It was so simple once. The Gulf Cartel and its ancestors maintained control of Tamaulipas for eight decades.
In the 1930s, Juan Nepomuceno Guerra smuggled whisky across the Rio Grande during Prohibition. The enterprise swiftly grew to all types of contraband. By the 1980s, this business had been formalized in the Gulf Cartel (Cartel del Golfo – CDG).
Federal prosecutors. Border agents. Police officers. All of them answered to the group’s leader, Juan García Abrego. Guerra’s nephew, Abrego, was the first Mexican drug trafficker to be included in the FBI’s Top Ten Most Wanted List in 1985.
This marked the birth of the US-Mexico border cartels.
It couldn’t last.
In the 1990s, the Zetas, a paramilitary-style group of former Mexican special forces, were hired to guard CDG leadership. The story of how the Zetas grew in influence and membership until outsizing the CDG – as well as the war that ensued and its ongoing impact on violence in Mexico today – has been well documented.
The Zetas’ betrayal began a pattern of units created as bodyguards or enforcers eventually trying to supplant their own leaders. As the Cárdenas Guillén family, which led the CDG and had recruited the Zetas, fractured and struggled to maintain control, different “units” were created across Tamaulipas, ostensibly to guard specific leaders or cities. In Reynosa, the Metros; in Camargo and Mier, the Rojos. In later years, the Ciclones (Cyclones) arose in Matamoros. The Escorpiones (Scorpions) were the private guard of Antonio Ezequiel Cárdenas Guillén, alias “Tony Tormenta.” After he was killed in 2010, the Scorpions went to ground in Matamoros and are now allied to the Cyclones.
Over time, the Zetas would also split, only worsening Mexico’s criminal fragmentation. But their successors have been fewer, with the Old School Zetas (Zetas Vieja Escuela) and Northeast Cartel (Cartel del Noreste) emerging as the main groups.
These names continue to haunt Tamaulipas to this day, engaging in a cycle of alliances and internecine warfare for control of what’s left of the united Gulf Cartel. Parts of Tamaulipas may seem calm for a while, only to fall into violence once again. Attempts to stop the violence are Sisyphean, with constant reporting of security forces arresting a leader of one faction or gunning down a commander of one another.
In recent months, Tamaulipas has been dealing with the aftermath of a June massacre that left 19 people dead in the city of Reynosa. The fallout has been confusing. The killings were allegedly carried out by the Cyclones and Scorpions to dislodge the Metros. One of those believed to be responsible was found murdered. The leader of the Metros was arrested by police, rescued in spectacular fashion by a commando of his own men and found dead weeks later. Then, the various warring CDG factions even signed a truce in July 2021.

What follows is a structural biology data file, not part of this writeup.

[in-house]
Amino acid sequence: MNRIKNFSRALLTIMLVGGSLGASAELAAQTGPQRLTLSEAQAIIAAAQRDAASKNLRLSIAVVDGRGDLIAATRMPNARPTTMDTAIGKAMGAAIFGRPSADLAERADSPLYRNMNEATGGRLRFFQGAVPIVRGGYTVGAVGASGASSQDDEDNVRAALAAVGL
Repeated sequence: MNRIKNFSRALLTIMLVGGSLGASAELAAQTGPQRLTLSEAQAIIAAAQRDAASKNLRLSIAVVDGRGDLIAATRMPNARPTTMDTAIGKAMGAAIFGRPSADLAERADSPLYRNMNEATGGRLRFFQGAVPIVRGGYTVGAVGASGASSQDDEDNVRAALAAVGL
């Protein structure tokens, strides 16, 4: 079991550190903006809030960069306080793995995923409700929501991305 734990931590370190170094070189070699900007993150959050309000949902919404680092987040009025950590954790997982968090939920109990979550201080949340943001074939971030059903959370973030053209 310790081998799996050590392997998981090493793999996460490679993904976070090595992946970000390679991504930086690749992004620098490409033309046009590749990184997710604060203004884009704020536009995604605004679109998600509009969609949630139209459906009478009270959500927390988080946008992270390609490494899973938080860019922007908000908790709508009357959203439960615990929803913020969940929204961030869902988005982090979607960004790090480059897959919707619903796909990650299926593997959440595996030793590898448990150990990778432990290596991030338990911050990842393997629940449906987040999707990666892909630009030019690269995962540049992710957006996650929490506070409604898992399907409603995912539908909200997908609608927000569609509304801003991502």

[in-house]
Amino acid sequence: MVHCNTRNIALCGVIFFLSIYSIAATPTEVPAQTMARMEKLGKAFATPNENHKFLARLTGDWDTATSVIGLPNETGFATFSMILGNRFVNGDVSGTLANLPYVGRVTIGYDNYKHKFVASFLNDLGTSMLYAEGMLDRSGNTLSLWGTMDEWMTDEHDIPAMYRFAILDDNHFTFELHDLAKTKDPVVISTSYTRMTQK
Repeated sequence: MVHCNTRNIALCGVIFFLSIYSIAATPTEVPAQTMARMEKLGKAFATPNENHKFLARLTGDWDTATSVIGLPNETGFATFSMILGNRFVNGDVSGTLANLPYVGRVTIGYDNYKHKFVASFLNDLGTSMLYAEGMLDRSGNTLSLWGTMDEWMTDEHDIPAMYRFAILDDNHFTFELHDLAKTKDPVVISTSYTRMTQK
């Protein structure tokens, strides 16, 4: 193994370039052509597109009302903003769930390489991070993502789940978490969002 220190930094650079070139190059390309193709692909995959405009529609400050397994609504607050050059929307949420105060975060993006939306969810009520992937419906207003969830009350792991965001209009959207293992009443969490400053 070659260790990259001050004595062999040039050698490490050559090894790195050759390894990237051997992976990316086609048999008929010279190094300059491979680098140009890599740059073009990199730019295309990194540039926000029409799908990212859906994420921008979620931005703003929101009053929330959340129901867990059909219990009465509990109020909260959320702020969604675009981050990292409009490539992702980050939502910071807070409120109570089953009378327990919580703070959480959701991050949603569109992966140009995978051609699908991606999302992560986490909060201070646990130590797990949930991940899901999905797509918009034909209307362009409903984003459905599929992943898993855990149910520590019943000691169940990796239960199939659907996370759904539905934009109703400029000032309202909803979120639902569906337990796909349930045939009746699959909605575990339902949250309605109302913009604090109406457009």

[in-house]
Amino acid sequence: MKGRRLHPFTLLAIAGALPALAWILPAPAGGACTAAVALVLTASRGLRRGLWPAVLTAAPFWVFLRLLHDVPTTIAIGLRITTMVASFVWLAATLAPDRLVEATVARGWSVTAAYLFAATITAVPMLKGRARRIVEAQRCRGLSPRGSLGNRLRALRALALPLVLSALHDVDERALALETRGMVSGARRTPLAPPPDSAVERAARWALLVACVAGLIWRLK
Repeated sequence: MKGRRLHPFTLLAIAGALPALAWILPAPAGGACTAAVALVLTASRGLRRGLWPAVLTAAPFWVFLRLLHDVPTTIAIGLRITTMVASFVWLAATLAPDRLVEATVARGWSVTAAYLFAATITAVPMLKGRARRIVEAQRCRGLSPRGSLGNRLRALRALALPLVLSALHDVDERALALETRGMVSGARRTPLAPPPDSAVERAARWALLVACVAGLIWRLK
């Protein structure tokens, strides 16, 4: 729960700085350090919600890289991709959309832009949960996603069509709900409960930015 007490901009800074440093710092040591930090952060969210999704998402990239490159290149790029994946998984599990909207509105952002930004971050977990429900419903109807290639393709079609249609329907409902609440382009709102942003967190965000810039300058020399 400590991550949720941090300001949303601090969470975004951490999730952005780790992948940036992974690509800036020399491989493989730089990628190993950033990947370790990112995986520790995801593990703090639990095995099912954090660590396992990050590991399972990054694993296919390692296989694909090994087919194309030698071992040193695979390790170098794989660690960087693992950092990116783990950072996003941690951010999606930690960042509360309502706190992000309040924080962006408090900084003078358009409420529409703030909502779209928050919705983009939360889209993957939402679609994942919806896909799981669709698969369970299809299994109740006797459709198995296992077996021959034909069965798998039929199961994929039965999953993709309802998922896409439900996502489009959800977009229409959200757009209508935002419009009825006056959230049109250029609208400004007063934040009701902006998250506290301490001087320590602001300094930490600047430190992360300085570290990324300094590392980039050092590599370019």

Here, InSight Crime profiles the current status of the main players in the conflict with Tamaulipas:
Gulf Cartel Factions
Scorpions and Cyclones
The Cyclones are the Matamoros-based faction of the CDG. They have fought a long-running battle with the Metros in Reynosa, with both sides attacking each other’s strongholds at least since 2015. The Cyclones draw much of their influence from their control of the border crossing between Matamoros and Brownsville, Texas, along which drugs, weapons and contraband all flow, according to Borderland Beat. Since a flare-up of violence in 2015, the Cyclones seemed to have been pretty quiet until mounting the consorted attack, backed up by the Scorpions, on Reynosa in 2021. Five alleged members of this alliance have been charged with carrying out the Reynosa killings.
The Cyclones are also engaged in a war with the Northeast Cartel, a splinter Zetas group, for control of the municipalities of San Fernando, El Mante, Ocampo, Mendez, San Carlos and Ciudad Tula.
The Scorpions were founded after a fallout between two of the foremost CDG leaders, Osiel Cárdenas Guillén, and his brother, Antonio Ezequiel. Created to stand up to the Zetas founded by Osiel, they were made up of former police and military personnel and stood out early on for their brutality and use of military-style tactics. After Antonio Ezequiel’s death in 2010, the group was believed to have been disbanded. But in 2015, in Matamoros and Tampico, a faction of the CDG emerged, calling themselves Scorpions Group (Grupo Escorpiones). They maintained their police connections as their leader was the former head of police of Madero, a city in Tamaulipas, before he too was killed.
Today, the Scorpions act very much in concert with the Cyclones. Some analysts describe the Scorpions as the armed wing of the Cyclones, viewing them as a single criminal threat. Their base is in Matamoros but messages left next to bodies confirm they have a presence in much of Tamaulipas. The June massacre, blamed on the two groups, marked the high point of a long and drawn-out conflict with the Metros, the CDG offshoot in Reynosa. This conflict has centred around control of the Pharr-Reynosa Bridge, an essential thoroughfare for drug trafficking between Tamaulipas and Texas.
However, the flurry of national attention and increased military operations in Tamaulipas seems to have contributed to a truce between the Scorpions, Metros and Rojos.